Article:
With roughly half of Americans vaccinated against COVID-19, masks are coming off and restaurants are reopening.
Some 16,500 food businesses reopened in April, the most in a year, according to Yelp. Nearly every state has reopened dining and drinking at full capacity, and it’s clear diners have gotten back their appetite for eating both inside and outside.
But restaurant workers are facing a new set of challenges.
The dining room and kitchen might appear to be back to normal, but there are plenty of things going on behind the scenes that diners aren’t aware of. Want to know what restaurants are facing? Here’s what industry workers across the country want you to know.
There’s a serious lack of staff.
If you’ve noticed the “Help Wanted” signs on the doors of nearly every restaurant, it should come as no surprise that the service industry is experiencing a severe lack of staff. As has been widely reported, millions of workers have left the industry over the last year, with many citing safety concerns and low pay.
Every restaurant I spoke with for this story listed this shortage as its number-one issue.
Victoria Hines, bartender at the Courtyard Marriott in Worcester, Massachusetts, says the entire hotel is stretched thin ― so thin that she is both the bar manager and the sole bartender because not enough qualified applicants are applying for the position.
“I am currently working five nights a week. People complain because the bar is closed two nights a week, but I have no one to cover if I need a day off,” Hines said.
In an effort to end labor shortages throughout the hotel, management is offering a higher hourly rate, an employee referral bonus and a sign-on bonus.
Your favorite drinks and foods might not be available.
“‘It’s on backorder’ seems to be the new catchphrase of 2021,” Smillie said. He ordered and paid for stemware for E.P. & L.P. on April 23, but it has yet to arrive, and he said there is no timeline for when it will be delivered.
A chicken wing shortage made headlines in recent weeks, but Botanical Group is experiencing a different product shortage. “Good luck getting anything from the big Champagne houses or tequila brands in significant quantities, as there are supply deficiencies across the board,” Smillie said. “We’re definitely making daily substitutions from a brand perspective, and the workload of ensuring menus are correct is frustrating. Additionally, proteins are skyrocketing, if you can even get them,” he added.
Every member of the staff is likely overworked and exhausted.
Working in the restaurant industry is especially stressful and tiring right now. Sean, a bartender in the Ballard neighborhood of Seattle who wishes to omit his last name at the request of his managers, asks guests to be patient with the entire staff.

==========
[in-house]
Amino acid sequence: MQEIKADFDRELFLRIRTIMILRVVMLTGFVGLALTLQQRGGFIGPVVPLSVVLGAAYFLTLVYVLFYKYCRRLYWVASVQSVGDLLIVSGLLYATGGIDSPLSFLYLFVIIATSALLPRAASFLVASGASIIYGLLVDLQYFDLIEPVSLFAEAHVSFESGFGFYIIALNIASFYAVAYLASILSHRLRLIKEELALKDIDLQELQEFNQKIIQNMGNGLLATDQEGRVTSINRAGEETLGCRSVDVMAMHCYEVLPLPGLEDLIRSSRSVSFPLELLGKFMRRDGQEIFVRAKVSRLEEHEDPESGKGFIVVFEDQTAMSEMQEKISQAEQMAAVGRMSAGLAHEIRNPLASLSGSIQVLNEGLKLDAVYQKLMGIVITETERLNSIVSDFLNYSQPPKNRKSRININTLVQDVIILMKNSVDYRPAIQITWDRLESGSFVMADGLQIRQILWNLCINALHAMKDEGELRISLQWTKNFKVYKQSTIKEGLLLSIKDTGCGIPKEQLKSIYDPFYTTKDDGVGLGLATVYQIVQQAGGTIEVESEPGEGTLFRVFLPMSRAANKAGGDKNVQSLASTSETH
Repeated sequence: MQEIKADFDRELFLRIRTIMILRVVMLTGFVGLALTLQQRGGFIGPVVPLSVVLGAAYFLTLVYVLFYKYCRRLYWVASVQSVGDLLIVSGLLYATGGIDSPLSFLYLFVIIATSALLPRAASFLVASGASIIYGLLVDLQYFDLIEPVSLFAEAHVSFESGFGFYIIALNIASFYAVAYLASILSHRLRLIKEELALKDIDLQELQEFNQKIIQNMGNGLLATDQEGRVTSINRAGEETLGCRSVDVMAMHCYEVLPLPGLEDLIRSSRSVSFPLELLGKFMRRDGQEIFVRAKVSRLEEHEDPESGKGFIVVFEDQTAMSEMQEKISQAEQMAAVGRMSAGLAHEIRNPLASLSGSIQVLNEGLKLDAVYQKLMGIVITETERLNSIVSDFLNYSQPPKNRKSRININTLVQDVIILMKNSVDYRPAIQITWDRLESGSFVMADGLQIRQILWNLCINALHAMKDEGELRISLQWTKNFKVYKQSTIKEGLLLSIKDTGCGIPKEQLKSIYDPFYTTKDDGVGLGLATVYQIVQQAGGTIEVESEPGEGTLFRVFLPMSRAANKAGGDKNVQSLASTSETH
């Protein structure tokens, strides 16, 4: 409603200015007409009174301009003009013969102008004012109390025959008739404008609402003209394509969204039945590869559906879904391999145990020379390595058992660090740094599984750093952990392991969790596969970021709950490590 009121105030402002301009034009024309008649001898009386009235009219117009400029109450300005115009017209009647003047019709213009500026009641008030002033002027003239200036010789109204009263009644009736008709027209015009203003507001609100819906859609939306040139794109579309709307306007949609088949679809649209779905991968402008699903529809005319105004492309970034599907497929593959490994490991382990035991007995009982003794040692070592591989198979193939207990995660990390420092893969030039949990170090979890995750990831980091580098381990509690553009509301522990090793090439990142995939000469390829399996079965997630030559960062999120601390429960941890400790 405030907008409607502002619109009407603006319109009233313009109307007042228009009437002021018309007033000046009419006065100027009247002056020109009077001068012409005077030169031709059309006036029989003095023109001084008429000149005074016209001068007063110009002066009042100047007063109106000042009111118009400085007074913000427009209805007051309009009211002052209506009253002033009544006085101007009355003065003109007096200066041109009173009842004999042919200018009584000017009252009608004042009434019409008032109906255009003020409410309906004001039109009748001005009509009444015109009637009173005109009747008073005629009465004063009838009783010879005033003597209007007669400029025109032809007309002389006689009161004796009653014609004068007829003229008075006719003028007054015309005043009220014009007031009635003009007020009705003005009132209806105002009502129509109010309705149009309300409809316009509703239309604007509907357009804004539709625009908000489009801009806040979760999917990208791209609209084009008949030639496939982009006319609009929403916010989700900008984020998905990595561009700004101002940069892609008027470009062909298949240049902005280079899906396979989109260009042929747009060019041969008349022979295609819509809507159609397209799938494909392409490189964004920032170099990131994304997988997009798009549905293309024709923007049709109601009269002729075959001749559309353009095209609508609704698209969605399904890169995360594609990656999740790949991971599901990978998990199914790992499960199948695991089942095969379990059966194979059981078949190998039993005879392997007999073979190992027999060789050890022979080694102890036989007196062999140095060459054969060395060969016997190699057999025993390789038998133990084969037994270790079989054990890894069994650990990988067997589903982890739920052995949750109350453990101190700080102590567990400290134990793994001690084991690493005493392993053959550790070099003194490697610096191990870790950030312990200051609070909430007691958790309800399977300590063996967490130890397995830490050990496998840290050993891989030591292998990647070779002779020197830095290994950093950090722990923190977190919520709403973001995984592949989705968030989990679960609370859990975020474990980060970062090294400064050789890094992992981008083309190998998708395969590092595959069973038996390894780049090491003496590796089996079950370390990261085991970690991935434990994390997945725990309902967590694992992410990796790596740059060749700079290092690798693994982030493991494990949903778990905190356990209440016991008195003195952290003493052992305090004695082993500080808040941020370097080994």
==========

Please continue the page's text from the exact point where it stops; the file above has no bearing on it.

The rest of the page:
“We want you to leave our restaurant happy. The unfortunate reality is we’re all overworked,” he said.
He cites hiring reliable workers who want to stay in the industry as a big problem. “Unfortunately, a lot of co-workers and myself feel trapped in this job, having to pay rent and bills. So a lot are looking for other professions where they don’t have these added stresses. We’ve gone through two kitchen managers in two months, and today we fired someone for showing up to work drunk for four weeks in a row. We couldn’t let him go until today because we just needed bodies in the kitchen,” Sean said.
When it comes to COVID-19 regulations for restaurants, he wants people to call ahead of time if they’re unsure of the rules. “Front-of-house workers are tasked with the enforcement of COVID guidelines, but not a single front-of-house person asked for that job or is even compensated for doing it,” he said. “I can’t change the rules of the restaurant, nor will I bend them.”
Safety is still on the staff’s mind.
While most of the country has fully reopened, many restaurant workers have not had the time or resources to process the stress and trauma they’ve endured throughout the pandemic.
Michael Clement, chef de cuisine at New World Bistro in Albany, New York, says getting back to work is a welcome reprieve, but the thought of another potential shutdown looms in his mind as business levels are still down from a year ago.
The safety and health of essential workers have been a critical point of discussion for over a year, and many employees are still dealing with it. “We’re doing our best to keep our employees safe by requiring masks in the restaurant for approximately two weeks after the CDC [and] state government had said that they were not required,” Clement said.
Management has stepped in to encourage all employees to get vaccinated and assist them with finding appointments. They’re also assisting staff in how to handle guests who are unwilling to wear masks. “Customers by and large seemed to return to being more demanding and less understanding of the fact that things were still kind of scary for a lot of us,” Clement said.
They’re happy to see your smiling face.
“We have all been looking forward to restrictions being lifted. And I will say that being able to serve guests at the bar, wait on larger groups and seeing guests laugh, eat, drink and socialize together again has been wonderful,” said Chamron Brown, bartender and server at 10 West Restaurant and Bar in Cicero, Indiana.
She said that throughout the pandemic, her customers have been kind and generous. “Most guests have continued to be patient, engaging and appreciative.”